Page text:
Our Spoke Cutting & Threading (SCT) machine has undergone some pretty nifty improvements. All the tweaks below are found on SCT’s we currently (2016) ship. If you plan to attend NAHBS in Sacramento, please pay us a visit in booth 85 to see this marvel in person.
The design’s inventor is Morizumi Masakazu who made them by himself and, since 2007, is represented worldwide by us. In 2014 Mr Morizumi stepped back from production and a new team took over. Mr Morizumi stays closely involved with the project and we continue to add clever details.
Here is an upside down view of the fixed die holder. The bracket, held with 2 allens, limits the distance the spoke enters for threading, and determines the number of threads. Here it’s set for 9mm (a common standard). Notice the slot for the fixing screws. The bracket can now move a distance of 4 spoke threads, adjusting thread length by 2mm.
First, and frankly overdue, is a finger knob to make easier opening the door (guide plate) when inserting a spoke for threading. This knob is actually an avant guard drawer pull with an excellent shape for our purpose. You can see it to the right above and clearly in the image below of the whole machine.
In the next image, the fixed die holder is mounted back on the machine. Behind the die is a vertical metal edge (also visible in the first image above) that guides the moving die holder. Two of these capture and guide the moving die fore and aft. They, and their corresponding slots, have been widened from 2.5mm to 4mm, adding stability and strength.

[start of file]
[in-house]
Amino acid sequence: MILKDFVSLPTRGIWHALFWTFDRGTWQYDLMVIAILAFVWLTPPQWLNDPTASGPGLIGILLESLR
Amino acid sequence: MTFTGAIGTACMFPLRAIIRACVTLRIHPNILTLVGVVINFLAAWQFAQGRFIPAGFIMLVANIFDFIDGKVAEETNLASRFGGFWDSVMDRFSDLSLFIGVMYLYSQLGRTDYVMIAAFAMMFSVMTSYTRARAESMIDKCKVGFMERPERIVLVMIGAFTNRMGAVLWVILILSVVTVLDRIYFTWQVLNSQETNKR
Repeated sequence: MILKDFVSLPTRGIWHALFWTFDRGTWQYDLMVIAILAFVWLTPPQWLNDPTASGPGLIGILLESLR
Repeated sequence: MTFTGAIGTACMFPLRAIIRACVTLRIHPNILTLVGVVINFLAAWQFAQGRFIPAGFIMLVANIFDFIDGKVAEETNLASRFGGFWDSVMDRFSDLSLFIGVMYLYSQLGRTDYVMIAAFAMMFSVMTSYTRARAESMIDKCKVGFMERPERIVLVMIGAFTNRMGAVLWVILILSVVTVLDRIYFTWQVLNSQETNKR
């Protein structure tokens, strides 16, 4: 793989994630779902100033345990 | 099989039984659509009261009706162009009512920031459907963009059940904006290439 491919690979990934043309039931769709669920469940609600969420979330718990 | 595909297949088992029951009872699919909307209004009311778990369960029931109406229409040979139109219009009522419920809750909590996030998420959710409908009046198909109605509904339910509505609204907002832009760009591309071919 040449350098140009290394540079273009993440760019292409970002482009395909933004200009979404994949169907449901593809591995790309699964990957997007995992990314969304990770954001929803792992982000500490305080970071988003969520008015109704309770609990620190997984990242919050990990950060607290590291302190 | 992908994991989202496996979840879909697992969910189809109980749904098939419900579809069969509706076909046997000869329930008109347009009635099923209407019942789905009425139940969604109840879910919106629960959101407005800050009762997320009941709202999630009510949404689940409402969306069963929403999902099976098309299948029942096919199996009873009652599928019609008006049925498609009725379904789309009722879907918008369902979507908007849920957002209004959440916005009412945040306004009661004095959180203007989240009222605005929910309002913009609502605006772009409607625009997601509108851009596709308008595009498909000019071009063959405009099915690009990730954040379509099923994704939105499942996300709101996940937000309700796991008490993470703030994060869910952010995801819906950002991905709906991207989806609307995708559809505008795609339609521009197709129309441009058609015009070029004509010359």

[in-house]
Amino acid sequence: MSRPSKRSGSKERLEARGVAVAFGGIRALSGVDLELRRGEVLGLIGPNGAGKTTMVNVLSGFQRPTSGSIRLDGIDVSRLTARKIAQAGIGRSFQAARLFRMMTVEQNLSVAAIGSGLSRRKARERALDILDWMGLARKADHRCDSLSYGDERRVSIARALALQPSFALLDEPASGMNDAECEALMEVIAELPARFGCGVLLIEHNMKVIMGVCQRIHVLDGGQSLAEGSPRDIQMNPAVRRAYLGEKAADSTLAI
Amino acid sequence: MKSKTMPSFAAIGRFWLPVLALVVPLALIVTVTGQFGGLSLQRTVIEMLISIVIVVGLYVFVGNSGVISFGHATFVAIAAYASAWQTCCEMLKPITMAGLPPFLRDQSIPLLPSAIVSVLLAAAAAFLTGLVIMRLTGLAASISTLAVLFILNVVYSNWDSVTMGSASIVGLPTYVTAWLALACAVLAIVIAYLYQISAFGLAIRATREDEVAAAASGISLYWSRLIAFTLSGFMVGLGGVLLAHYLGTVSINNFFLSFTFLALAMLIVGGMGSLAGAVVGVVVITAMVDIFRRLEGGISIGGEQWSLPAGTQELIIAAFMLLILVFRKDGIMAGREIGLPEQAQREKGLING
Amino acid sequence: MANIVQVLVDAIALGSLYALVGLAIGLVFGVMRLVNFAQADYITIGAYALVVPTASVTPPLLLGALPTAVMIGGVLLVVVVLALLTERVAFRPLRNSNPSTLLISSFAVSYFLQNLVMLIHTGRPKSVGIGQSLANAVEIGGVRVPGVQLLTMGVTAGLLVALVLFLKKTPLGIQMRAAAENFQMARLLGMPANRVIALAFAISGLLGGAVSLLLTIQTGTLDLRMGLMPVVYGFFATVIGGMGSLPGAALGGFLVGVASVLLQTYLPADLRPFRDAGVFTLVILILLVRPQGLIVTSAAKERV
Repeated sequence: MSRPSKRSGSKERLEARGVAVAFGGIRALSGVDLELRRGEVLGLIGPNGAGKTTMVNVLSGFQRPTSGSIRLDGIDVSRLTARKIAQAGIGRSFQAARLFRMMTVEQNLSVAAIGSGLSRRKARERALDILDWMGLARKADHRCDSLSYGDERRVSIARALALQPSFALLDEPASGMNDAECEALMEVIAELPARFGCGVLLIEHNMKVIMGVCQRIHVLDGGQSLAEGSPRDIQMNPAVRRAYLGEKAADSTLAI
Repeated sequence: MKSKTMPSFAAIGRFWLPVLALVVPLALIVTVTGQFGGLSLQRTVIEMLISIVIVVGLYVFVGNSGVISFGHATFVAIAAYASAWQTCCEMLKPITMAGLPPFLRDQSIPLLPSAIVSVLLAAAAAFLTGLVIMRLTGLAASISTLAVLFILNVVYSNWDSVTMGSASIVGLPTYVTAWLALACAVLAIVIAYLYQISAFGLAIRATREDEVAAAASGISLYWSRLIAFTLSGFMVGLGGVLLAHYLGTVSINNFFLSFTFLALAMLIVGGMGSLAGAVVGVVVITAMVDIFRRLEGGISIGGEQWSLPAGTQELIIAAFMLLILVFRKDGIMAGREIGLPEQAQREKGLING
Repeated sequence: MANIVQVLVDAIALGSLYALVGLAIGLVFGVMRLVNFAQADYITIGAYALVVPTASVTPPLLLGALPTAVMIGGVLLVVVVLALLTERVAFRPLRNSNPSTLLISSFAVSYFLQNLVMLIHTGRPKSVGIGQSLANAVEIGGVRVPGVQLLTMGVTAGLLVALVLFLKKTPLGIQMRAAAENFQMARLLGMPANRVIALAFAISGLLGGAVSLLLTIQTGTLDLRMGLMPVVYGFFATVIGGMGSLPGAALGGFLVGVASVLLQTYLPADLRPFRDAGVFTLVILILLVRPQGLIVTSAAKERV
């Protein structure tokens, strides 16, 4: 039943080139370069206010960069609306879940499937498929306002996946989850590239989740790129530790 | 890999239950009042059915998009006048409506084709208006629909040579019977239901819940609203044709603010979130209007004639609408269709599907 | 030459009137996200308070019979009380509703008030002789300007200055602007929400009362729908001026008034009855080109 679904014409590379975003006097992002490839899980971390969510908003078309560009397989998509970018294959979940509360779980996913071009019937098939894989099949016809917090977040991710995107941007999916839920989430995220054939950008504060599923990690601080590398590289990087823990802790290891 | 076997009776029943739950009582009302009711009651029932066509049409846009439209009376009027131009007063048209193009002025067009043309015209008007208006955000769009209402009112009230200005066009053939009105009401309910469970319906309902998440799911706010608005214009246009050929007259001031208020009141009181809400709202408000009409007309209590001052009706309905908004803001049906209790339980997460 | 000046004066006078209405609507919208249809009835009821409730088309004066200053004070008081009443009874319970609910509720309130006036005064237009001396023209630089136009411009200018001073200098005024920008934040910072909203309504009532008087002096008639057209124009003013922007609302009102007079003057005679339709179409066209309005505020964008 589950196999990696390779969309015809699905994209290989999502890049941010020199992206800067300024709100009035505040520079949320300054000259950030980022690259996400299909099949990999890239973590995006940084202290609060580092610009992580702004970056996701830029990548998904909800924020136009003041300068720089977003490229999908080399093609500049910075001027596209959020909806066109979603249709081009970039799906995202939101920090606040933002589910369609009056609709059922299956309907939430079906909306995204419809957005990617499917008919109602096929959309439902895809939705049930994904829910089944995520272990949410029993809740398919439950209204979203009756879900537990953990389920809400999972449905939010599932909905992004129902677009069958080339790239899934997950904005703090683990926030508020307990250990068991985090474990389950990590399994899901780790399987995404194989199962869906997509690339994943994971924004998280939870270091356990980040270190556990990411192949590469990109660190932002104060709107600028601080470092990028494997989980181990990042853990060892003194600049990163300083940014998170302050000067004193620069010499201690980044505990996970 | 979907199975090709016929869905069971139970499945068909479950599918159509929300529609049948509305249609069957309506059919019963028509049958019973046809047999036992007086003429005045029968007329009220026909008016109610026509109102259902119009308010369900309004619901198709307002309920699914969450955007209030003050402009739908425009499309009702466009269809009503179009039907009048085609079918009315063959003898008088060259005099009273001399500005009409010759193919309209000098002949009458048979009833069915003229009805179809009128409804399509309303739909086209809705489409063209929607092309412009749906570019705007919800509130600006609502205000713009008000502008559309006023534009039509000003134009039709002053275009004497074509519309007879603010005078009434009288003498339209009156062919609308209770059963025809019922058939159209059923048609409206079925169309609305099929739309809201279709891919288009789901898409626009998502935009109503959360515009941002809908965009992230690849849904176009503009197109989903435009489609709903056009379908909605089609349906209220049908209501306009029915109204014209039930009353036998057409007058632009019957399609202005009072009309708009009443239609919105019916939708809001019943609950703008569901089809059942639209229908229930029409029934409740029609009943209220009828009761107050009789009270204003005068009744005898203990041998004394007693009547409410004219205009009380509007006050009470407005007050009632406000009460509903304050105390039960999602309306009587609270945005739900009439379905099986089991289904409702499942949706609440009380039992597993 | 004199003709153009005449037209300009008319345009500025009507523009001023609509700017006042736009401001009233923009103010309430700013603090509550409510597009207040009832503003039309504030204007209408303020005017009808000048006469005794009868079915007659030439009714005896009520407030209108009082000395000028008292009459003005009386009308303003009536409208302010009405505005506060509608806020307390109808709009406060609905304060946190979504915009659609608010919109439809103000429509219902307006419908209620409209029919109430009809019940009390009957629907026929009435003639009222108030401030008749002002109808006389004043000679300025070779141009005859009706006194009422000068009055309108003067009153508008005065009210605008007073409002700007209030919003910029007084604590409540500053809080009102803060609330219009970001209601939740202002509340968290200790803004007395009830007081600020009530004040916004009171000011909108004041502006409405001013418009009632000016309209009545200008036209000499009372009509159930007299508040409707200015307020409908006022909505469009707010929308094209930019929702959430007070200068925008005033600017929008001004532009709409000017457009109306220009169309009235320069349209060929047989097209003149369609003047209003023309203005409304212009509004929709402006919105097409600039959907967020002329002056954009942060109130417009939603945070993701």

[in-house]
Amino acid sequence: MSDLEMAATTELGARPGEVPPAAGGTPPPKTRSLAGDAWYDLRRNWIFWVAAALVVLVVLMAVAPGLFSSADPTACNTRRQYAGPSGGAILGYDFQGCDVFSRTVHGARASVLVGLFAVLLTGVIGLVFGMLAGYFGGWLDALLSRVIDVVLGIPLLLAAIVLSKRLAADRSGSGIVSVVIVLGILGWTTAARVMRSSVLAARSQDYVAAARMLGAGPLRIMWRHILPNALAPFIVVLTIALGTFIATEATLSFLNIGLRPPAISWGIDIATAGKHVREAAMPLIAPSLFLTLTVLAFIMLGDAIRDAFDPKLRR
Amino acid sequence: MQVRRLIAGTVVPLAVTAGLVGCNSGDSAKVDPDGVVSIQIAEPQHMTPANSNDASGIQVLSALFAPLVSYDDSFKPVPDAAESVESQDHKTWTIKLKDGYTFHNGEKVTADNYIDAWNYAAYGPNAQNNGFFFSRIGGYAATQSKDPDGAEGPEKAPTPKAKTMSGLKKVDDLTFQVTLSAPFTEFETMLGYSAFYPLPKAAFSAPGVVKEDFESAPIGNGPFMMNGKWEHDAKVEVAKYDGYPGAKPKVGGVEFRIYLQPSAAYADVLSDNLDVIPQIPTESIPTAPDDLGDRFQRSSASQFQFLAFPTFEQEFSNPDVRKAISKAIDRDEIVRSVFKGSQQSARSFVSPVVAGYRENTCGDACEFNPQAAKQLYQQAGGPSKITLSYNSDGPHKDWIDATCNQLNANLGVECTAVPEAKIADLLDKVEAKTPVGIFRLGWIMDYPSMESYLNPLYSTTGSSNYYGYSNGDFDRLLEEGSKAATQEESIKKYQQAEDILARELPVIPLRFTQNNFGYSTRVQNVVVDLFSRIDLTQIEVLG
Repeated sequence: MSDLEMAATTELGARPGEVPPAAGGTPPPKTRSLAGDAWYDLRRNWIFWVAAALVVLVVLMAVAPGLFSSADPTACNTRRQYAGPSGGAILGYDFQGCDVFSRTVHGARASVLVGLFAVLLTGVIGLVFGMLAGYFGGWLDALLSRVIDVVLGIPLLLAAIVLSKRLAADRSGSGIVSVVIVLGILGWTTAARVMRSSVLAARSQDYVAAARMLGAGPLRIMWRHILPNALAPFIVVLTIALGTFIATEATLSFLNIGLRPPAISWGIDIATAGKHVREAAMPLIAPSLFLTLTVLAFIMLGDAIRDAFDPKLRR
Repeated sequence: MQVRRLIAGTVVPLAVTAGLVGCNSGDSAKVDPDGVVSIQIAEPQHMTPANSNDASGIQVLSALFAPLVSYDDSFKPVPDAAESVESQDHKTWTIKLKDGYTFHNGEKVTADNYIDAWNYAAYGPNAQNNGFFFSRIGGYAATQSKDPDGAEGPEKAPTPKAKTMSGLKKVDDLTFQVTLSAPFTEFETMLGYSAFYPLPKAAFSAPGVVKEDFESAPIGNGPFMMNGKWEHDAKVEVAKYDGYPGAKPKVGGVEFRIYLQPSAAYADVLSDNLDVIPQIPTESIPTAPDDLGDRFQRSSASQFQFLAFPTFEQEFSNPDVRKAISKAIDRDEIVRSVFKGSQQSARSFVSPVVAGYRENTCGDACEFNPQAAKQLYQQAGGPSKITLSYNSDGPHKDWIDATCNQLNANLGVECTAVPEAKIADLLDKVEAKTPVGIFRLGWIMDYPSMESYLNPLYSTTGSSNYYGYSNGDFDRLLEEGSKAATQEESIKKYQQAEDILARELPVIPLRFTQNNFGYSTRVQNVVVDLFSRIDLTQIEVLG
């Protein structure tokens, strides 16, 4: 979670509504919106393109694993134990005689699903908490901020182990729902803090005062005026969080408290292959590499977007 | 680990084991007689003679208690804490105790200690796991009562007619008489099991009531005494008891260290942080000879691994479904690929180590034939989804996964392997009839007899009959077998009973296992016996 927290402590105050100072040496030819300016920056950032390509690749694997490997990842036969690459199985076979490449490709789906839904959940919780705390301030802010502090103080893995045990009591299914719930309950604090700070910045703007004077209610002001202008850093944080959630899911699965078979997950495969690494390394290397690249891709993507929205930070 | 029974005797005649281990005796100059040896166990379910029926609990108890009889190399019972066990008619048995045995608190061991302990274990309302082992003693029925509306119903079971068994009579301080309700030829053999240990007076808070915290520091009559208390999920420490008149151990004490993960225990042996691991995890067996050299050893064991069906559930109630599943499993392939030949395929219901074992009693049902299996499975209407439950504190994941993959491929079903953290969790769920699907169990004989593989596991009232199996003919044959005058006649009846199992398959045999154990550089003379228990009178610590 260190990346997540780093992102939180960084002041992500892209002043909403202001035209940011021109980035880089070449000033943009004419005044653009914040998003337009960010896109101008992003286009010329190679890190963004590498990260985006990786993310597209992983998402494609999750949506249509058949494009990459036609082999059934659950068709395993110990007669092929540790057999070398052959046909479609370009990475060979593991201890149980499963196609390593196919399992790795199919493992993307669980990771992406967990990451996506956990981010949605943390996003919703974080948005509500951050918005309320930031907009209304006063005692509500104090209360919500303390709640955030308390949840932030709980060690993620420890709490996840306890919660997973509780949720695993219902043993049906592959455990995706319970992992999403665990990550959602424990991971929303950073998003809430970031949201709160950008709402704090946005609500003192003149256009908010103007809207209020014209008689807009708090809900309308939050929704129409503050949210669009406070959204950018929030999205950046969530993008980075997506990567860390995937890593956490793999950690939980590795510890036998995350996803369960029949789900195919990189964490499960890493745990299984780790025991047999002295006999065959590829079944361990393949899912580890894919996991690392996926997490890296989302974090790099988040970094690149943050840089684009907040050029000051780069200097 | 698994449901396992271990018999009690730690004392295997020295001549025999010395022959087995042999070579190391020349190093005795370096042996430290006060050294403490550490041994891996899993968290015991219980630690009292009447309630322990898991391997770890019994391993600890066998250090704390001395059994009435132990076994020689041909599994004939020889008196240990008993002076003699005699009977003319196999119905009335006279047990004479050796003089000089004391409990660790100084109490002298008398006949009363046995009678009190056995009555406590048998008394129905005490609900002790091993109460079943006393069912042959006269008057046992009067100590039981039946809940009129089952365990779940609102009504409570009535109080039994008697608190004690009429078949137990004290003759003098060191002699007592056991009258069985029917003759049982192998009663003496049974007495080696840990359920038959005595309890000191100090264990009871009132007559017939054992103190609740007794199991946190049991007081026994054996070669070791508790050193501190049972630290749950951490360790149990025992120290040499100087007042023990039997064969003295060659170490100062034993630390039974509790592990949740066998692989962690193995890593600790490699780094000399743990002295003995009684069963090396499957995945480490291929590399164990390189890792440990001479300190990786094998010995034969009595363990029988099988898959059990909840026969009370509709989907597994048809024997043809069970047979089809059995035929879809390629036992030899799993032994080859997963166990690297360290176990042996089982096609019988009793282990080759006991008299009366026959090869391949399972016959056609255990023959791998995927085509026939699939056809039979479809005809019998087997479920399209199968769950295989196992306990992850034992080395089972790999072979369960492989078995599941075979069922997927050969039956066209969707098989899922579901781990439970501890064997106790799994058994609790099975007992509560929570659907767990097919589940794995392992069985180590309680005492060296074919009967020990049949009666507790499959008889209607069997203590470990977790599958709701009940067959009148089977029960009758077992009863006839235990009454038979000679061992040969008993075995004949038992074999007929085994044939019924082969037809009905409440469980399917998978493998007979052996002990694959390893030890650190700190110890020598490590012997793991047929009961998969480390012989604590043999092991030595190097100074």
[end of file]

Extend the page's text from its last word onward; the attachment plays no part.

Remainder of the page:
Speaking of stability, the shot below shows our earlier link pivot held over the current shaft. Notice the increase in width from 24mm to 30mm. This massive pivot adds substantial stability to die movement. Stability = precision = quality = repeatability.
We’ve also increased the width of the two large needle roller bearings that support the moving die, from 20mm to 25mm. Another 25% improvement. See image below where the earlier bearing is held next to the new one.
The moving die was previously guided, on its forward edge, by a steel axle running on two thin bearings, a setup that could not be adjusted relative to the die movement and under severe load (miss managed jam) can dent the moving die holder.
We’ve replaced that with a precision outrigger bearing mounted to a cam. Now play for the moving die can be micro-adjusted. In the rare case of a too great load, the little bearing fails (easily replaced) rather than denting the die holder. See the assembly below, the fixed die holder has been removed.
The scale from which spokes hang for trimming now sports a micro-adjuster so it can be made to match any spoke measuring standard you prefer. You can stay consistent with the factory of your preferred brand. It is seen below, underneath the scale bottom.
Just to dress up the assembly, we replaced the previous Italian plastic knobs (cutting and trimming levers) with hand turned wood. All are remnant hardwoods from brother Jon’s wood haven in Montana. Lately knobs are pecan, extremely dense and hard with a great feel.
Lastly, the foil ID label is now an inlaid photo etched stainless plate. We experimented with rivets (some of you have those) but settled on a permanent adhesive. Each plate bears a unique serial number. The machine pictured will be going to an expectant customer shortly.
It is an impressive machine, no doubt, and made to unusual high standards. Each is individually prepared and we take them very seriously. This is why, for example, that Morizumi-san does not want them named for himself unless he makes each one, like a traditional custom frame builder.
They’re now Wheel Fanatyk SCT’s, “Morizumi designed,” of course; and straight to you with our best effort and good wishes for fun and success.
Adrian Emilson of Melody Wheels recently mentioned, “I’m in the habit of cutting/trimming almost all my spokes because I find that precise spoke lengths really adds to the build quality.” Ryan Kereliuk of Spoke Service,”In the last 72 hours I rolled exactly 1,000 threads with not a single failure…Amazing.” That’s the music (along with criticism) that keeps us on the job and striving for improvement.